US provides assurances to Turkey over YPG role in ISIL fight

US provides assurances to Turkey over YPG role in ISIL fight

US provides assurances to Turkey over YPG role in ISIL fight

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The United States has provided assurances that weapons to be provided to the People’s Protection Units (YPG), a Syrian Kurdish group Ankara sees as a terror organization, will only be used to liberate Raqqa from jihadists and not against Turkey, according to Ankara.

“[The Americans] told us that they won’t allow any group, including the YPG, to pose a threat to Turkey,” Foreign Minister Mevlüt Çavuşoğlu told NTV in an interview on May 18 regarding the details of a meeting between President Recep Tayyip Erdoğan and U.S. President Donald Trump in Washington on May 16. 

Erdoğan and Trump held their first in-person meeting on May 16, a week after the latter signed an order to provide weapons to the YPG to fight the Islamic State of Iraq and the Levant (ISIL) despite Ankara’s contention that the group is affiliated to the outlawed Kurdistan Workers’ Party (PKK). Washington sought to diffuse Ankara’s concerns by giving some assurances during the meeting. 

Çavuşoğlu said Erdoğan informed Trump that Turkey would implement its rules of engagement against the YPG in the event of an assault, noting that U.S. officials did not raise any objections.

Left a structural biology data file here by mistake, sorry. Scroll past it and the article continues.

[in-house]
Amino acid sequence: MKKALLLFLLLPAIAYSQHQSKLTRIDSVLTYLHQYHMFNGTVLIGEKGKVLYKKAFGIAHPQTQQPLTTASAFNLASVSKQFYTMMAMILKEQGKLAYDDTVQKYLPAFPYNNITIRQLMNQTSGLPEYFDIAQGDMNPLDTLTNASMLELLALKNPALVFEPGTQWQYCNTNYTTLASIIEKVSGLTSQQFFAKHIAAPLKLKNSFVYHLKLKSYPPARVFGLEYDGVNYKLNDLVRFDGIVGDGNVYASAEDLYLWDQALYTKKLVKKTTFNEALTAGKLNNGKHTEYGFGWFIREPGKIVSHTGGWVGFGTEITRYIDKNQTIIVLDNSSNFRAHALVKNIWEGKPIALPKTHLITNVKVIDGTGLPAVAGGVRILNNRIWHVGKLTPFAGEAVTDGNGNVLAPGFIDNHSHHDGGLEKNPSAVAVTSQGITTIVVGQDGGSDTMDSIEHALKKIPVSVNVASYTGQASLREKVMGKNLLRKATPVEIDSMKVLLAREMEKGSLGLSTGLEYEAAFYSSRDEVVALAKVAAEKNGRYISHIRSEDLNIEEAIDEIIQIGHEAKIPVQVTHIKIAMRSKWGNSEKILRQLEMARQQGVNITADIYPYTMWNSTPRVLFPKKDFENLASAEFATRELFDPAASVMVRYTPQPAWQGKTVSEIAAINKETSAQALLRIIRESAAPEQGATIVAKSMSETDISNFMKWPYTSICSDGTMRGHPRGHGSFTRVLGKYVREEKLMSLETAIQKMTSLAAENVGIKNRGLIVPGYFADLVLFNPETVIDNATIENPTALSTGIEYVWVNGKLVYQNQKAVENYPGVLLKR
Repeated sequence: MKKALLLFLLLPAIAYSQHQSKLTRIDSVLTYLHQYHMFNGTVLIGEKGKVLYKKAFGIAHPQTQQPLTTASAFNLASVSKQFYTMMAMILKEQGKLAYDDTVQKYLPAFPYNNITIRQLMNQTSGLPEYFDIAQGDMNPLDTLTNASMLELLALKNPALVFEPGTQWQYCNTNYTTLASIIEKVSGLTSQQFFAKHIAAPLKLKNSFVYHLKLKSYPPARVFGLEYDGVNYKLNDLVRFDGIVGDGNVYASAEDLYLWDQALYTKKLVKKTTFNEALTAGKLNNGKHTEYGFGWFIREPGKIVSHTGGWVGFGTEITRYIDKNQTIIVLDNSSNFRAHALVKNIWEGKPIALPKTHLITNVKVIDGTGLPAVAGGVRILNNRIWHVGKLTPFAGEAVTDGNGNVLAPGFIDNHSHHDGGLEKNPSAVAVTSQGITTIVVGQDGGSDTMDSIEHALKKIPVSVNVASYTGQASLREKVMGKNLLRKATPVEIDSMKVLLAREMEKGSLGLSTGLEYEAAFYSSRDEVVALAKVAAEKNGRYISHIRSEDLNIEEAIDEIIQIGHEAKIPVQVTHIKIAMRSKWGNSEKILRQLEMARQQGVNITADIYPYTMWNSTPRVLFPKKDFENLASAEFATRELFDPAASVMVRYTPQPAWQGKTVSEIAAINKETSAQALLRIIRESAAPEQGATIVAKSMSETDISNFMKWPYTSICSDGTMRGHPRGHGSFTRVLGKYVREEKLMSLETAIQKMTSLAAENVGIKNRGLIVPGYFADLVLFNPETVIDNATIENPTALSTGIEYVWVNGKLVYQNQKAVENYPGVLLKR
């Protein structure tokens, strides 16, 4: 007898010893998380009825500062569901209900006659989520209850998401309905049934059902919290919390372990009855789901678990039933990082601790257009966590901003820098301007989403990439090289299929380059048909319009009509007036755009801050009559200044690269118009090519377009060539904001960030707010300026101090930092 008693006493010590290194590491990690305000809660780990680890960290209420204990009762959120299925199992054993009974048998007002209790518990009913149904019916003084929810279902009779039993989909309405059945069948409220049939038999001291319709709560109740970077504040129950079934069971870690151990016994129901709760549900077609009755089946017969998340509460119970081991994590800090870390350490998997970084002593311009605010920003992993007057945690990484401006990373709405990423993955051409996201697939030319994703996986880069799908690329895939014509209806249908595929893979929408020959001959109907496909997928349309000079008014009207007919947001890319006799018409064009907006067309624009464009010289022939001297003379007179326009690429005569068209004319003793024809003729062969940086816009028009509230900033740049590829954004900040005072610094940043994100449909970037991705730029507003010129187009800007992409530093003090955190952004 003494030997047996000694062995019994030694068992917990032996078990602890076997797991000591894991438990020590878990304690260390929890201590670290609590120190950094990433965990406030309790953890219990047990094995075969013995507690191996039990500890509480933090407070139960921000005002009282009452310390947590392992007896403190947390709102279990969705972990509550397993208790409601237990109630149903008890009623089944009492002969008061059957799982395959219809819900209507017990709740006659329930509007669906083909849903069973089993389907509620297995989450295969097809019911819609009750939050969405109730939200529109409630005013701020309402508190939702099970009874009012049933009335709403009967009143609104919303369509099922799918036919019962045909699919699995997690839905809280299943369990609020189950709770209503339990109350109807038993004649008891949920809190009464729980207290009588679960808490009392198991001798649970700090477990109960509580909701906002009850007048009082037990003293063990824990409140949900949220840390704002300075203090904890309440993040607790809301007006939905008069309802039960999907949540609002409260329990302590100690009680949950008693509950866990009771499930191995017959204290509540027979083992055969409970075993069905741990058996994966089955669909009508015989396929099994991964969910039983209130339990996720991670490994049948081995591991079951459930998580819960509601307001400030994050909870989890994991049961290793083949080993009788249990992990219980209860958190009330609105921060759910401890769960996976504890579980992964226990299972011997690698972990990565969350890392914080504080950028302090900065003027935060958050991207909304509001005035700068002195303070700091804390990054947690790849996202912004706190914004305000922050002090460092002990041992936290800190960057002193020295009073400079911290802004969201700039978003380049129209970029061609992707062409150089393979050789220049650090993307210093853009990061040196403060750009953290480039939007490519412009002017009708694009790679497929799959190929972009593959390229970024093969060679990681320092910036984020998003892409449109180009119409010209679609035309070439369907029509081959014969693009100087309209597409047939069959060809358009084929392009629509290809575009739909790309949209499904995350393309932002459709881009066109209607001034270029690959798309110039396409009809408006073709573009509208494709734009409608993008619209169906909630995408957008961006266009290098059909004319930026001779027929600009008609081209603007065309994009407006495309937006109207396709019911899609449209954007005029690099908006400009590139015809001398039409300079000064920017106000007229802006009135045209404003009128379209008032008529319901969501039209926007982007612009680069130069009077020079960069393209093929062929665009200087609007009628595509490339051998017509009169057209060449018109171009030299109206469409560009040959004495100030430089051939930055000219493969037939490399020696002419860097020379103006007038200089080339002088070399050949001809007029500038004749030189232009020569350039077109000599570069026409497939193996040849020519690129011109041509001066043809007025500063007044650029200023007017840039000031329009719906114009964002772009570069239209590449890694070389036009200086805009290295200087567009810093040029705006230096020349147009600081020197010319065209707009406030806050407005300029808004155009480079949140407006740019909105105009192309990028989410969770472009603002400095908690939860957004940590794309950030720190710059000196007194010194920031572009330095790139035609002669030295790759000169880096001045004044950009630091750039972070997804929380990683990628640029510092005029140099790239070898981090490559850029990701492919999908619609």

“Weapons will only be used in Raqqa and in the south. They won’t allow these weapons to be used against Turkey. And they will actively support Turkey’s fight against the PKK,” Çavuşoğlu said. 

No promises given to YPG 

Turkey’s top diplomat said they had made it clear to U.S. officials that the YPG’s main objective was to expand its influence and territories in Syria for a future independent state on the pretext of fighting ISIL. “They told us that they have not given any promises like this to the YPG. They also told us that they support the territorial integrity of Syria and wouldn’t allow such an entity,” he said. 

U.S. officials told the Turkish delegation that the control and administration of Raqqa, a predominantly Arab city, would be left to Arab powers in line with Ankara’s demand.